Firstly a string "cg" will be matched and the pointer will be moved to the end of this string. Then the regular expression looks ahead whether a 'c' can be matched. Despite of the occurence of the character 'c' the pointer is not moved.
php at blink dot at
18 days ago
This will handle a string where it is unknown if comma or period are used as thousand or decimal separator. Only exception where this leads to a conflict is when there is only a single comma or period and 3 possible decimals (123.456 or 123,456). An optional parameter is passed to handle this case (assume thousands, assume decimal, decimal when period, decimal when comma). It assumes an input string in any of the formats listed below.

function toFloat($pString, $seperatorOnConflict="f")

    $pString=str_replace(" ", $thSeperator, $pString);

    $firstPeriod=strpos($pString, ".");
    $firstComma=strpos($pString, ",");
    if($firstPeriod!==FALSE && $firstComma!==FALSE) {
        if($firstPeriod<$firstComma) {
            $pString=str_replace(".", $thSeperator, $pString);
            $pString=str_replace(",", $decSeperator, $pString);
        else {
            $pString=str_replace(",", $thSeperator, $pString);
    else if($firstPeriod!==FALSE || $firstComma!==FALSE) {
        if(substr_count($pString, $seperator)==1) {
            $lastPeriodOrComma=strpos($pString, $seperator);
            if($lastPeriodOrComma==(strlen($pString)-4) && ($seperatorOnConflict!=$seperator && $seperatorOnConflict!="f")) {
                $pString=str_replace($seperator, $thSeperator, $pString);
            else {
                $pString=str_replace($seperator, $decSeperator, $pString);
        else {
            $pString=str_replace($seperator, $thSeperator, $pString);

function testFloatParsing() {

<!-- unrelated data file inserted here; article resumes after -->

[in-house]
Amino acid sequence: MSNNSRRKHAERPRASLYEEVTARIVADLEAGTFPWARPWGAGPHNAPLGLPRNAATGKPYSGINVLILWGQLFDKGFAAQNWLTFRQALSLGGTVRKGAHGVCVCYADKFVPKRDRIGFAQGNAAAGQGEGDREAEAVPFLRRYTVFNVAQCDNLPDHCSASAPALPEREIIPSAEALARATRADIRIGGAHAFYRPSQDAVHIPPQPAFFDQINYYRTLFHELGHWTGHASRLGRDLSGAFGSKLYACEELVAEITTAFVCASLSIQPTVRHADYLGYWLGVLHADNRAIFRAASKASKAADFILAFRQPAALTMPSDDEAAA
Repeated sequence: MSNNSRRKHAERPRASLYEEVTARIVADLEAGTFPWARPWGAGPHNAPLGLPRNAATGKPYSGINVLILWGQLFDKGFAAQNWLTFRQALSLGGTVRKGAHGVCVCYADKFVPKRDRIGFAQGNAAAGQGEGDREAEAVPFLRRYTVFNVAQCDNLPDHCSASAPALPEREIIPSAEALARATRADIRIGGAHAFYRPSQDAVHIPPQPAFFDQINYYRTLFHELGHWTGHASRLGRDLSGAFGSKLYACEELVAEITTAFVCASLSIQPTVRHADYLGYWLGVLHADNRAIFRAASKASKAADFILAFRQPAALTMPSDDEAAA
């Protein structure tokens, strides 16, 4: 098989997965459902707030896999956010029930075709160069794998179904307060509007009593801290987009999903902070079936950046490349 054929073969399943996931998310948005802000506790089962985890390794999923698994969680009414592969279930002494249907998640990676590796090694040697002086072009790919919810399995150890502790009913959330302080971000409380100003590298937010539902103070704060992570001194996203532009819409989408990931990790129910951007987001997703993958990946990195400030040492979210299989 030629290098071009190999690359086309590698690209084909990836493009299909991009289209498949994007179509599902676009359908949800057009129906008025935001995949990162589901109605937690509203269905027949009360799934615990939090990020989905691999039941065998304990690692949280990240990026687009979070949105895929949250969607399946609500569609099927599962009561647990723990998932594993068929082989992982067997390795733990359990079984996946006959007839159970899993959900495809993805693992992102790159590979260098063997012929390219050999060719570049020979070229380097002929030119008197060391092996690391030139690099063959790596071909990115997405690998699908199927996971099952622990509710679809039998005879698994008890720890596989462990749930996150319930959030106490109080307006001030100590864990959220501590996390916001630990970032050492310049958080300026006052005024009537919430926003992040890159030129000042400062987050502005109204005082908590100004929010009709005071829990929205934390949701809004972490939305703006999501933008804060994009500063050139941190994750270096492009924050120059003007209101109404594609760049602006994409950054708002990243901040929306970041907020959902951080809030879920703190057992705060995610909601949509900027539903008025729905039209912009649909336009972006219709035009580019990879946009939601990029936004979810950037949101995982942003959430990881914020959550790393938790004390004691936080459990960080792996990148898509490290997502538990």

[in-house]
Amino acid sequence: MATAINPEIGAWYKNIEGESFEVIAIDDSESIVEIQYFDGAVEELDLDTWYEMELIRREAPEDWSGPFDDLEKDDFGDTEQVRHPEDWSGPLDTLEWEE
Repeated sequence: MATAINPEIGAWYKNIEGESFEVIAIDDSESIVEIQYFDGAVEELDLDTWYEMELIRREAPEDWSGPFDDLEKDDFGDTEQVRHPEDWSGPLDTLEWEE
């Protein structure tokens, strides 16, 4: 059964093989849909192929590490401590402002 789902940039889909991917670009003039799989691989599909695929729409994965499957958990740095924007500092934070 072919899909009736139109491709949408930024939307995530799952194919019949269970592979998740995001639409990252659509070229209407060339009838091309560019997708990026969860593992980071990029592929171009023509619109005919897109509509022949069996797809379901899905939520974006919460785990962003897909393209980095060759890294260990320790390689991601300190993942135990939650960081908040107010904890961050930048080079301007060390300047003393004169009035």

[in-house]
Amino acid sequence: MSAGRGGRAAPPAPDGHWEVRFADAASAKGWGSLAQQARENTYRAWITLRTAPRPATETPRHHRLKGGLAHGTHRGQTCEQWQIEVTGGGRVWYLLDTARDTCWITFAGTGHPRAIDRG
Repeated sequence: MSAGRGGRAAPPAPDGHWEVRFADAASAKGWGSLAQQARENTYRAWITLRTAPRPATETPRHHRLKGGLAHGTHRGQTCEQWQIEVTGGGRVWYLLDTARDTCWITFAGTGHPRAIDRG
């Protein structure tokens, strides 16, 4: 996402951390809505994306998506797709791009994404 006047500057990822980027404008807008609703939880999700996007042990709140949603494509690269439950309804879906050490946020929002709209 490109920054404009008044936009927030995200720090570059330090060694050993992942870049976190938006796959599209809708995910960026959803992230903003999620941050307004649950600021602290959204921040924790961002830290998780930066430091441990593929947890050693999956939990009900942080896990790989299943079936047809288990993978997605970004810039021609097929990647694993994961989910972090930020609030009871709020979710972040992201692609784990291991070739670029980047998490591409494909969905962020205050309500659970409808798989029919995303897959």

$floatvals = array(
        "22 000",
        "123 456",
        "22 000,76",
        "-22 000,76",
        "-22 000",
    echo "<table>
            <th>dec. if period</th>
            <th>dec. if comma</th>
    foreach ($floatvals as $fval) {
        echo "<tr>";
        echo "<td>" . (string) $fval . "</td>";
        echo "<td>" . (float) toFloat($fval, "") . "</td>";
        echo "<td>" . (float) toFloat($fval, "f") . "</td>";
        echo "<td>" . (float) toFloat($fval, ".") . "</td>";
        echo "<td>" . (float) toFloat($fval, ",") . "</td>";
        echo "</tr>";
    echo "</table>";
qeremy [atta] gmail [dotta] com
10 months ago
Unicode example with "case-sensitive" option;

function substr_count_unicode($str, $substr, $caseSensitive = true, $offset = 0, $length = null) {
    if (
$offset) {
$str = substr_unicode($str, $offset, $length);

$pattern = $caseSensitive
? '~(?:'. preg_quote($substr) .')~u'
: '~(?:'. preg_quote($substr) .')~ui';
preg_match_all($pattern, $str, $matches);

    return isset(
$matches[0]) ? count($matches[0]) : 0;

substr_unicode($str, $start, $length = null) {
join('', array_slice(
preg_split('~~u', $str, -1, PREG_SPLIT_NO_EMPTY), $start, $length));

$s = 'Ümit yüzüm gözüm...';
substr_count_unicode($s, 'ü');            // 3
print substr_count_unicode($s, 'ü', false);     // 4
print substr_count_unicode($s, 'ü', false, 10); // 1

print substr_count_unicode($s, 'üm');           // 2
print substr_count_unicode($s, 'üm', false);    // 3
chrisstocktonaz at gmail dot com
4 years ago
In regards to anyone thinking of using code contributed by zmindster at gmail dot com

Please take careful consideration of possible edge cases with that regex, in example:

$url = '';
$url = '';

This would cause a infinite loop and for example be a possible entry point for a denial of service attack. A correct fix would require additional code, a quick hack would be just adding a additional check, without clarity or performance in mind:

$i = 0;
while (substr_count($url, '../') && ++$i < strlen($url))

To Top